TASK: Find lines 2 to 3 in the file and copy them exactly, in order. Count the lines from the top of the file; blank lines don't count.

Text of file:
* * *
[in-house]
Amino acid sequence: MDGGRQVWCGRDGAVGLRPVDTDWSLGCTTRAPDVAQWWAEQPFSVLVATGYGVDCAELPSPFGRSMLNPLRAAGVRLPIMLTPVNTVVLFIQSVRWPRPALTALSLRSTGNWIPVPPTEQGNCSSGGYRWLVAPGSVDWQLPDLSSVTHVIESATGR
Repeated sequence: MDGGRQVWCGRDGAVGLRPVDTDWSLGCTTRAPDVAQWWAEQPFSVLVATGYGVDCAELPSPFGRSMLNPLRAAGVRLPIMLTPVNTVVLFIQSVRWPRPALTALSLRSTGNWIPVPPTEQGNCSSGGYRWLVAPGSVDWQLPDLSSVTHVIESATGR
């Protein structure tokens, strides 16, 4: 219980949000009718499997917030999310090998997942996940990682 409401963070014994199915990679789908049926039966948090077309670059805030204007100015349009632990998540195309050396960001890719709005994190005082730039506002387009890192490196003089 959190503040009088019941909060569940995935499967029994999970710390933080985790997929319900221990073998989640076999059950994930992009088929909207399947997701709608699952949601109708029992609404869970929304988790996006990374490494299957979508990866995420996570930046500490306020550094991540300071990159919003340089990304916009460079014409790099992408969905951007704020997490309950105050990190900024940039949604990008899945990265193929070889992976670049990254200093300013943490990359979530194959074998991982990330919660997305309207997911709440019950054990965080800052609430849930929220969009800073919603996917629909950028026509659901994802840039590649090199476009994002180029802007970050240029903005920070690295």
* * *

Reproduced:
Amino acid sequence: MDGGRQVWCGRDGAVGLRPVDTDWSLGCTTRAPDVAQWWAEQPFSVLVATGYGVDCAELPSPFGRSMLNPLRAAGVRLPIMLTPVNTVVLFIQSVRWPRPALTALSLRSTGNWIPVPPTEQGNCSSGGYRWLVAPGSVDWQLPDLSSVTHVIESATGR
Repeated sequence: MDGGRQVWCGRDGAVGLRPVDTDWSLGCTTRAPDVAQWWAEQPFSVLVATGYGVDCAELPSPFGRSMLNPLRAAGVRLPIMLTPVNTVVLFIQSVRWPRPALTALSLRSTGNWIPVPPTEQGNCSSGGYRWLVAPGSVDWQLPDLSSVTHVIESATGR